‘Aha, grandmother,’ he said, ‘I see you too are sending presents to Palestine.’
The grandmother took snuff uneasily. ‘Yes, it is going to the Land of Israel,’ she said.
As the artist lifted his eyes from the two amorphous heaps on the floor–Yossel and his bundle–he became aware of a blank in the familiar interior.
‘Why, where is the spinning-wheel?’ he cried.
‘I have given it to the widow Rubenstein–I shall spin no more.’
‘And I thought of painting you as a spinster!’ he murmured dolefully. Then a white patch in the darkened wood over the mantelpiece caught his eye. ‘Why, your marriage certificate is gone too!’
‘Yes, I have taken it down.’
‘To give to the widow Rubenstein?’
‘What an idea!’ said his grandmother seriously. ‘It is in the bundle.’
‘You are sending it away to Palestine?’
The grandmother fumbled with her spectacles, and removing them with trembling fingers blinked downwards at the bundle. Yossel snatched up his crutches, and propped himself manfully upon them.
‘Your grandmother goes with me,’ he explained decisively.
‘What!’ the artist gasped.
The grandmother’s eyes met his unflinchingly; they had drawn fire from Yossel’s. ‘And why should I not go to Palestine too?’ she said.
‘But you are so old!’
‘The more reason I should make haste if I am to be luckier than Moses our Master.’ She readjusted her spectacles firmly.
‘But the journey is so hard.’
‘Yossel has wisdom; he will find the way while alive as easily as others will roll thither after death.’
‘You’ll be dead before you get there,’ said the artist brutally.
‘Ah, no! God will not let me die before I touch the holy soil!’
‘You, too, want to die in Palestine?’ cried the amazed artist.
‘And where else shall a daughter of Israel desire to die? Ah, I forgot–your mother was an Epicurean with godless tresses; she did not bring you up in the true love of our land. But every day for seventy years and more have I prayed the prayer that my eyes should behold the return of the Divine Glory to Zion. That mercy I no longer expect in my own days, inasmuch as the Sultan hardens his heart and will not give us back our land, not though Moses our Master appears to him every night, and beats him with his rod. But at least my eyes shall behold the land of Israel.’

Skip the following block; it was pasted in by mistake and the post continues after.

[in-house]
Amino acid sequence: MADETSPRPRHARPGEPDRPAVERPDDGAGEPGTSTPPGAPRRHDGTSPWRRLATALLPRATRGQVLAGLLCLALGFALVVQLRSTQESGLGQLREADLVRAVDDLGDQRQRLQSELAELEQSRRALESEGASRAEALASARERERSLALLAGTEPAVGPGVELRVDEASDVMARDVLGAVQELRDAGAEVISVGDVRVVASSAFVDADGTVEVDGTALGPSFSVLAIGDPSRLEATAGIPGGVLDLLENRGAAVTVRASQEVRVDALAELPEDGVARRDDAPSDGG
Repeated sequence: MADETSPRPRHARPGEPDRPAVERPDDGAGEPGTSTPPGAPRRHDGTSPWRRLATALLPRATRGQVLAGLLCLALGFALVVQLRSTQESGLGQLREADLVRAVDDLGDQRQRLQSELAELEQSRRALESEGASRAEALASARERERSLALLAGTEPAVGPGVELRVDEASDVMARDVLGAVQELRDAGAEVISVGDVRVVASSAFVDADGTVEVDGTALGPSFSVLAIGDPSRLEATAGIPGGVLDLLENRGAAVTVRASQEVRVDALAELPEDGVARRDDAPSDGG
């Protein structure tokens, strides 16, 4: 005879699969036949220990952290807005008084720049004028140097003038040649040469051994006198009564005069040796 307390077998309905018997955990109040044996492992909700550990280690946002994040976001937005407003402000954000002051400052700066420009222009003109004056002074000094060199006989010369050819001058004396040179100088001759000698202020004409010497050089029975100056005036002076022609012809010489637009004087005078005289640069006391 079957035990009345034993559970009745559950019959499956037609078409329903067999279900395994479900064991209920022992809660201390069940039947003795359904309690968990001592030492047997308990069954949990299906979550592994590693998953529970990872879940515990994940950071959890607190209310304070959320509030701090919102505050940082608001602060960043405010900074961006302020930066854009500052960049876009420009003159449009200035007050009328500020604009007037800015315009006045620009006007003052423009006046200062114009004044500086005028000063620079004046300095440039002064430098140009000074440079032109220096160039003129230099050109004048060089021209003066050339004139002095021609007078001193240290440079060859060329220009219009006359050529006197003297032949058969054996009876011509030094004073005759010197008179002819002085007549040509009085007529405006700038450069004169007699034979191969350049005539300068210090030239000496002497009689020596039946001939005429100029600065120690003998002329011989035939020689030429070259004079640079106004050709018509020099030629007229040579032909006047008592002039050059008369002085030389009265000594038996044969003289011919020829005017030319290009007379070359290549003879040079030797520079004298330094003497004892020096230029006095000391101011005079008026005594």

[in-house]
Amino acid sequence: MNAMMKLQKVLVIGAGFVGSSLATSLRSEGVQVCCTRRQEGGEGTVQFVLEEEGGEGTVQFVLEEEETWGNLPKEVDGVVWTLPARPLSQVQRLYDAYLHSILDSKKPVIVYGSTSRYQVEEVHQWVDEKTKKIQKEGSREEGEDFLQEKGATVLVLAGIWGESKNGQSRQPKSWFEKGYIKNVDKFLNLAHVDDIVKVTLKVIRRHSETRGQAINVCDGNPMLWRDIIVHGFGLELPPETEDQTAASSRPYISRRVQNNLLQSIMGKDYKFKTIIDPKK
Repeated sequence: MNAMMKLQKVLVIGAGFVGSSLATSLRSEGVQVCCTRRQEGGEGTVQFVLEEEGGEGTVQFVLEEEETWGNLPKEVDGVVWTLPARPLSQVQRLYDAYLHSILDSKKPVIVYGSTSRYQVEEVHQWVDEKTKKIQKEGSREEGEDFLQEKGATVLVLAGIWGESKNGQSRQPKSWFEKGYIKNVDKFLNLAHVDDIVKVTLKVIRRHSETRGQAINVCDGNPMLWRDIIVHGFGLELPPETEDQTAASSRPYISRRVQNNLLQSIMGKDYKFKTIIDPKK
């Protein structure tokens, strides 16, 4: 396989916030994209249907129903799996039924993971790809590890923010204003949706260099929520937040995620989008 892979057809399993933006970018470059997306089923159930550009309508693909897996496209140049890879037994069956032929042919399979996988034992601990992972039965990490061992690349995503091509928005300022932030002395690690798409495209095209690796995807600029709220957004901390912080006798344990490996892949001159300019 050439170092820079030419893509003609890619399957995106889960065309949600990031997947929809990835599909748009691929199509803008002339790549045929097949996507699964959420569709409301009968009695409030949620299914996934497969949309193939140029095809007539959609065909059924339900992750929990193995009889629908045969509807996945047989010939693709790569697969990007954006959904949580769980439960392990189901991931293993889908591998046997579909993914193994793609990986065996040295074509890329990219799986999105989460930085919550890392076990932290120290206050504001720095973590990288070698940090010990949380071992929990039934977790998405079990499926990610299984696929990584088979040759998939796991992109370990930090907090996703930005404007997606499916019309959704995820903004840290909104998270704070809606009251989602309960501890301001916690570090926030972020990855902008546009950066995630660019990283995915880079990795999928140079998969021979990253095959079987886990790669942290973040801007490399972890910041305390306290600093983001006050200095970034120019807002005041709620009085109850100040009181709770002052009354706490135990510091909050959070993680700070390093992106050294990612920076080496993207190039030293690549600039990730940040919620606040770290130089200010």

‘Amen!’ said Yossel, still propped assertively on his crutches. The grandson turned upon the interrupter. ‘But you can’t take her with you?’
‘Why not?’ said Yossel calmly.
Schneemann found himself expatiating upon the responsibility of looking after such an old woman; it seemed too absurd to talk of the scandal. That was left for the grandmother to emphasize.
‘Would you have me arrive alone in Palestine?’ she interposed impatiently. ‘Think of the talk it would make in Jerusalem! And should I even be permitted to land? They say the Sultan’s soldiers stand at the landing-place like the angels at the gates of Paradise with swords that turn every way. But Yossel is cunning in the customs of the heathen; he will explain to the soldiers that he is an Austrian subject, and that I am his Frau.’
‘What! Pass you off as his Frau!’
‘Who speaks of passing off? He could say I was his sister, as Abraham our Father said of Sarah. But that was a sin in the sight of Heaven, and therefore as our sages explain—-‘
‘It is simpler to be married,’ Yossel interrupted.
‘Married!’ echoed the artist angrily.
‘The witnesses are coming to my lodging this afternoon,’ Yossel continued calmly. ‘Dovidel and Yitzkoly from the Beth Hamedrash.’
‘They think they are only coming to a farewell glass of brandy,’ chuckled the grandmother. ‘But they will find themselves at a secret wedding.’
‘And to-morrow we shall depart publicly for Trieste,’ Yossel wound up calmly.
‘But this is too absurd!’ the artist broke in. ‘I forbid this marriage!’
A violent expression of amazement overspread the ancient dame’s face, and the tone of the far-away years came into her voice. ‘Silence, Vroomkely, or I’ll smack your face. Do you forget you are talking to your grandmother?’